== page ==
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Postgres trim() function

Remove leading and trailing characters from a string

The Postgres trim() function removes the specified characters from the beginning and/or end of a string.

This function is commonly used in data preprocessing tasks, such as cleaning user input before storing it in a database or standardizing data for comparison or analysis. For example, you might use it to remove extra spaces from product names or to standardize phone numbers by removing surrounding parentheses.

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Function signature

The trim() function has two forms:

trim([leading | trailing | both] [characters] from string) -> text
  • leading | trailing | both (optional): Specifies which part of the string to trim. If omitted, it defaults to both.
  • characters (optional): The set of characters to remove. If omitted, it defaults to spaces.
  • string: The input string to trim.
trim(string text [, characters text]) -> text
  • string: The input string to trim.
  • characters (optional): The characters to remove from both ends. If omitted, it defaults to spaces.

Example usage

Consider a table products with a product_name column that contains product names with inconsistent spacing. We can use trim() to standardize these names.

WITH products(product_name) AS (
    ('  Laptop  '),
    ('Smartphone '),
    (' Tablet'),
    ('  Wireless Earbuds  ')
SELECT trim(product_name) AS cleaned_name
FROM products;

This query removes leading and trailing spaces from the product_name column.

 Wireless Earbuds
(4 rows)

You can also use trim() to remove specific characters from both ends of a string.

WITH order_ids(id) AS (
SELECT trim(id, '#') AS cleaned_id
FROM order_ids;

This query removes the '#' characters from both ends of the id column.

(3 rows)

Advanced examples

Trim only leading or trailing characters

You can specify whether to trim characters from the beginning, end, or both sides of a string.

WITH user_inputs(input) AS (
    ('***Secret Password***'),
    ('***Admin Access***'),
    ('***Guest User***')
  trim(leading '*' from input) AS leading_trimmed,
  trim(trailing '*' from input) AS trailing_trimmed,
  trim(both '*' from input) AS both_trimmed
FROM user_inputs;

The query above demonstrates trimming asterisks from the beginning, end, and both sides of the input column, as shown in the following table.

leading_trimmed   |  trailing_trimmed  |  both_trimmed
 Secret Password*** | ***Secret Password | Secret Password
 Admin Access***    | ***Admin Access    | Admin Access
 Guest User***      | ***Guest User      | Guest User
(3 rows)

Use trim() in a WHERE clause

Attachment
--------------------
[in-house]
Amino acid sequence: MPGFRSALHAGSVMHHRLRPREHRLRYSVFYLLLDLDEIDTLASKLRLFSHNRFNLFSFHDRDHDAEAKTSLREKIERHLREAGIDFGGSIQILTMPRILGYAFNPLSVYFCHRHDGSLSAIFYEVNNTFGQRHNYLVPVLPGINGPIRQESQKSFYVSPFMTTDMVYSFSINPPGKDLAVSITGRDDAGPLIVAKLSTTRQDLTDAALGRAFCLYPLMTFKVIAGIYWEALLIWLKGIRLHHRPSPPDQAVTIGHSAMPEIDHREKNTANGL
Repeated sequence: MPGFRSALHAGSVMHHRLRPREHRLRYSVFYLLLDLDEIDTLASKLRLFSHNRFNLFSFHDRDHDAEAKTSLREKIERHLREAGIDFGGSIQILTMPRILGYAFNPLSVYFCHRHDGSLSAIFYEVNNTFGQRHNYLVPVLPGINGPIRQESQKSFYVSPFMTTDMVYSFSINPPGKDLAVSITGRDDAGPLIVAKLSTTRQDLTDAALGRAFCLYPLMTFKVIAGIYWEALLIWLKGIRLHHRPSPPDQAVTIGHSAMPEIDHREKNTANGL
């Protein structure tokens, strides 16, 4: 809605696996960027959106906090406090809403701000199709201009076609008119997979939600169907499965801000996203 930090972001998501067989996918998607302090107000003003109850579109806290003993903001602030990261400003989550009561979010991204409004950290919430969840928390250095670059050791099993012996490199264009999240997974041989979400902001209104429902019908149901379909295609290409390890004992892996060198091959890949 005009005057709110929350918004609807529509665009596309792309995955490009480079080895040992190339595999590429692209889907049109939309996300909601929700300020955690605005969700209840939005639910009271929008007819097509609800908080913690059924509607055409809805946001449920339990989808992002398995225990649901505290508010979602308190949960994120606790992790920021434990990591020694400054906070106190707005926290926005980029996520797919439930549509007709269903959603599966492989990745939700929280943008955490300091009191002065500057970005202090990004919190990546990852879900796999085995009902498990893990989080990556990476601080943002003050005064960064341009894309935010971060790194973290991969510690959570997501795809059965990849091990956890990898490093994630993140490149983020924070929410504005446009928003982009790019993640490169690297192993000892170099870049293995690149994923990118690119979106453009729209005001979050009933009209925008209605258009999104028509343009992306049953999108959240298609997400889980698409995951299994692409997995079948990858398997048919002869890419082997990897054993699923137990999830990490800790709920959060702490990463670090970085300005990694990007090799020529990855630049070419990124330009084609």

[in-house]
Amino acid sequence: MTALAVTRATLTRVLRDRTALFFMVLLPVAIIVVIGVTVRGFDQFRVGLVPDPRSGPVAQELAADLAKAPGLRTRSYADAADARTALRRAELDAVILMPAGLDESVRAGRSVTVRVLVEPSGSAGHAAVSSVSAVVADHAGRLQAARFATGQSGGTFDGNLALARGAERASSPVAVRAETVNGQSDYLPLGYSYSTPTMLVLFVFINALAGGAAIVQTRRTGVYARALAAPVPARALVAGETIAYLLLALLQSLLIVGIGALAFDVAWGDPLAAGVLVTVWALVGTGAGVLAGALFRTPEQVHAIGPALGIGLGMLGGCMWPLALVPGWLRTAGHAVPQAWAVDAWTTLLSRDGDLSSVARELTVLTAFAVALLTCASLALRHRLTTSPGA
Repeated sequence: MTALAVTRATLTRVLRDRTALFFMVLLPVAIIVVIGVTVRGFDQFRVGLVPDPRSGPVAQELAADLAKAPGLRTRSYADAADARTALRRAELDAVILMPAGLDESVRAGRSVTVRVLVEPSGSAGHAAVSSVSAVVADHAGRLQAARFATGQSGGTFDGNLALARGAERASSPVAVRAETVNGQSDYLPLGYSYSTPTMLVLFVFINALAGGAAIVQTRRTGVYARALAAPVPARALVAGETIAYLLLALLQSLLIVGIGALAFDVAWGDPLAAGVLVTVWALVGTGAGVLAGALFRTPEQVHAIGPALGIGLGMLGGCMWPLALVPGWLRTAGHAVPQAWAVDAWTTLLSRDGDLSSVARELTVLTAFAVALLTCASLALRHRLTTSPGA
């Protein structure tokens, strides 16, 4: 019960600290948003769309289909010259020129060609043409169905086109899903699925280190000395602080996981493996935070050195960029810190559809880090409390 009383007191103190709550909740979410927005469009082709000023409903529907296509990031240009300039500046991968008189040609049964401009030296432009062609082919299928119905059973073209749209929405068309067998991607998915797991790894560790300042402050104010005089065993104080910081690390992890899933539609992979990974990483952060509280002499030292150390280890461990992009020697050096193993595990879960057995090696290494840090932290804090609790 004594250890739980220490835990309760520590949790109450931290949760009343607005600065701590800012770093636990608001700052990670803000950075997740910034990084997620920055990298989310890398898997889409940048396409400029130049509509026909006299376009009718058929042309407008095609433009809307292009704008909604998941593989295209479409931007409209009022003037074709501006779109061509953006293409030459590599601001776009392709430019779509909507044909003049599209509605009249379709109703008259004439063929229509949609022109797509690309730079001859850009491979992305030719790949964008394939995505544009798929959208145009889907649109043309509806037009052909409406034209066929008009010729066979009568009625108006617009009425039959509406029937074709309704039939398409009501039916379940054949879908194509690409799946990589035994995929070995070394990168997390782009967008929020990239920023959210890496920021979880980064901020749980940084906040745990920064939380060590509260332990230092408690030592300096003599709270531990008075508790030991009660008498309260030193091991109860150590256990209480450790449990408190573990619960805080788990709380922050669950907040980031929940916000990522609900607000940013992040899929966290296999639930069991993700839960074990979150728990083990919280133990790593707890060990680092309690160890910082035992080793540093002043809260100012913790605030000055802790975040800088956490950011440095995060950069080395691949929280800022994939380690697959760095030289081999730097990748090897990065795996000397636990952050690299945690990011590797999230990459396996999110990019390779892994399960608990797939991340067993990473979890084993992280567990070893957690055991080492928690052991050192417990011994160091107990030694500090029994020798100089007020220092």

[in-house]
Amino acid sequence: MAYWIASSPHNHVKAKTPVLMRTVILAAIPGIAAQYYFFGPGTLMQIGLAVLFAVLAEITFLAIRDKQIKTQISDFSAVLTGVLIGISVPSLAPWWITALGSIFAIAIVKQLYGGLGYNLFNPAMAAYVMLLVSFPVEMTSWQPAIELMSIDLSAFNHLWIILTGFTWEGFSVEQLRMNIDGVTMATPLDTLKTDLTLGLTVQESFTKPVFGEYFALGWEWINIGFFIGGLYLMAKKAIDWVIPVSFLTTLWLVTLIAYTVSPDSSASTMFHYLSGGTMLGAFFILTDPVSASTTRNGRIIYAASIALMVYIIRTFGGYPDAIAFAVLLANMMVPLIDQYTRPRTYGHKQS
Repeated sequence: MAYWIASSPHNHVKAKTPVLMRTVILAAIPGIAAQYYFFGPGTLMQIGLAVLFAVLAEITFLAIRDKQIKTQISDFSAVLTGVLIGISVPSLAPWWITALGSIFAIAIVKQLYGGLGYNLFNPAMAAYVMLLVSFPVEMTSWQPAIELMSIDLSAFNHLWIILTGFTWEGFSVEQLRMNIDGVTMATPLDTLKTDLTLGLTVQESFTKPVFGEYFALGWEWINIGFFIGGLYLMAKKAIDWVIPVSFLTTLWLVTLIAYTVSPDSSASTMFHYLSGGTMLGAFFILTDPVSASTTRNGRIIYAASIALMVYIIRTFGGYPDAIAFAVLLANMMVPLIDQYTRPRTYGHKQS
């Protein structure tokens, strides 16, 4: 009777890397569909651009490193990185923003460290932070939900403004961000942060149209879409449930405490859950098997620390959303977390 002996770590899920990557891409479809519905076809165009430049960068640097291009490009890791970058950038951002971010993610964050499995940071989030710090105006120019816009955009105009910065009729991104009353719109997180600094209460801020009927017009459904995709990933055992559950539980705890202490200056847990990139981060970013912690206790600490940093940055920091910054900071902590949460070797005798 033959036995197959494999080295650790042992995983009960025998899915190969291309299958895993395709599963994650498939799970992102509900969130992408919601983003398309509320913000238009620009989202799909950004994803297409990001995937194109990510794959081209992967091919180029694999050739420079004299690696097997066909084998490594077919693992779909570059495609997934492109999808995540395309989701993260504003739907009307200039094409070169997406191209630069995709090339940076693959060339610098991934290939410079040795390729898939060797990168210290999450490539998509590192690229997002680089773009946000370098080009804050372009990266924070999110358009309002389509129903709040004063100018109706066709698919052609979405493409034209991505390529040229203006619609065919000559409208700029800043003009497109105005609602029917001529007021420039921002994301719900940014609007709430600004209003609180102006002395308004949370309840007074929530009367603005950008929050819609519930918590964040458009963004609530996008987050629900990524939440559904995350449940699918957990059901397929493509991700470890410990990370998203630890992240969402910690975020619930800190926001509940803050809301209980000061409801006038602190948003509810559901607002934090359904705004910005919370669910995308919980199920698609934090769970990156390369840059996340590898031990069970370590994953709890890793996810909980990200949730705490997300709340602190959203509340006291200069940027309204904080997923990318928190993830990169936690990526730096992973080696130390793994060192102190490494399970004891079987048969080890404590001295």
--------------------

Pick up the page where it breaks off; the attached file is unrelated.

You can use trim() in a WHERE clause to filter rows based on matching a trimmed value.

WITH product_codes(code) AS (
    ('  ABC-123  '),
    (' ABC-789 '),
    ('  JKL-101  '),
    ('MNO-202 ')
SELECT code AS original_code, trim(code) AS trimmed_code
FROM product_codes
WHERE trim(code) LIKE 'ABC%';

The query above filters for rows where the trimmed code column starts with 'ABC', as shown in the following table:

original_code | trimmed_code
   ABC-123     | ABC-123
  ABC-789      | ABC-789
(2 rows)

Combine trim() with other string functions

You can combine trim() with other string functions for more complex string manipulations.

WITH user_emails(email) AS (
    ('  '),
    (' '),
    ('  ')
  trim(email) AS trimmed_email,
  upper(split_part(trim(email), '@', 1)) AS username
FROM user_emails;

The query above trims spaces from the email addresses and then extracts and uppercases the username part (before the '@' symbol).

trimmed_email      |  username
------------------------+------------   | JOHN.DOE | JANE.SMITH        | ADMIN
(3 rows)

Additional considerations

Performance implications

While trim() is generally efficient, using it extensively on large datasets, especially in WHERE clauses, may impact query performance. If you frequently filter or join based on trimmed values, consider creating a functional index on the trimmed column.

Handling NULL values

The trim() function returns NULL if the input string is NULL. Be aware of this when working with potentially NULL columns to avoid unexpected results.

Alternative functions

  • ltrim() - Removes specified characters from the beginning (left side) of a string.
  • rtrim() - Removes specified characters from the end (right side) of a string.
  • btrim() - Removes specified characters from both the beginning and end of a string.
  • regexp_replace() - Can be used for more complex trimming operations using regular expressions.


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